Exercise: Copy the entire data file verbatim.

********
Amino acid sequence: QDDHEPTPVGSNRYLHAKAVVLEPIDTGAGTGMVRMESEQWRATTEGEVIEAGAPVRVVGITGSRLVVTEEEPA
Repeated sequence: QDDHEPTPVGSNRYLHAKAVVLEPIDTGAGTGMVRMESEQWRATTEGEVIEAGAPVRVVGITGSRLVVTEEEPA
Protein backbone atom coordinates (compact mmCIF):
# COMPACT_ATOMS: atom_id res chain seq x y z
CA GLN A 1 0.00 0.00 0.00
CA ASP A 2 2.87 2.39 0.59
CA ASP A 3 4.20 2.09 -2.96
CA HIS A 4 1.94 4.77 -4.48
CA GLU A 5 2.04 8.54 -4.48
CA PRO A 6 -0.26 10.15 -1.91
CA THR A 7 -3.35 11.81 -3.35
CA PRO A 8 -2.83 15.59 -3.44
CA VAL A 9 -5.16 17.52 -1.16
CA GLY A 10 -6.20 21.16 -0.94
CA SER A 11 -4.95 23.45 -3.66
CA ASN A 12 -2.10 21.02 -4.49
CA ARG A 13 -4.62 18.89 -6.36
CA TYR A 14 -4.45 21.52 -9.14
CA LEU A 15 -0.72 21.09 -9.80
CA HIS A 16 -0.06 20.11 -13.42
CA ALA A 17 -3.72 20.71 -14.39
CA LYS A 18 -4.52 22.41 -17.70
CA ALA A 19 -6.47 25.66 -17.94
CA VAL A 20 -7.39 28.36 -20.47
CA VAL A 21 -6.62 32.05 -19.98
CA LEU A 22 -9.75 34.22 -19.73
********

Amino acid sequence: QDDHEPTPVGSNRYLHAKAVVLEPIDTGAGTGMVRMESEQWRATTEGEVIEAGAPVRVVGITGSRLVVTEEEPA
Repeated sequence: QDDHEPTPVGSNRYLHAKAVVLEPIDTGAGTGMVRMESEQWRATTEGEVIEAGAPVRVVGITGSRLVVTEEEPA
Protein backbone atom coordinates (compact mmCIF):
# COMPACT_ATOMS: atom_id res chain seq x y z
CA GLN A 1 0.00 0.00 0.00
CA ASP A 2 2.87 2.39 0.59
CA ASP A 3 4.20 2.09 -2.96
CA HIS A 4 1.94 4.77 -4.48
CA GLU A 5 2.04 8.54 -4.48
CA PRO A 6 -0.26 10.15 -1.91
CA THR A 7 -3.35 11.81 -3.35
CA PRO A 8 -2.83 15.59 -3.44
CA VAL A 9 -5.16 17.52 -1.16
CA GLY A 10 -6.20 21.16 -0.94
CA SER A 11 -4.95 23.45 -3.66
CA ASN A 12 -2.10 21.02 -4.49
CA ARG A 13 -4.62 18.89 -6.36
CA TYR A 14 -4.45 21.52 -9.14
CA LEU A 15 -0.72 21.09 -9.80
CA HIS A 16 -0.06 20.11 -13.42
CA ALA A 17 -3.72 20.71 -14.39
CA LYS A 18 -4.52 22.41 -17.70
CA ALA A 19 -6.47 25.66 -17.94
CA VAL A 20 -7.39 28.36 -20.47
CA VAL A 21 -6.62 32.05 -19.98
CA LEU A 22 -9.75 34.22 -19.73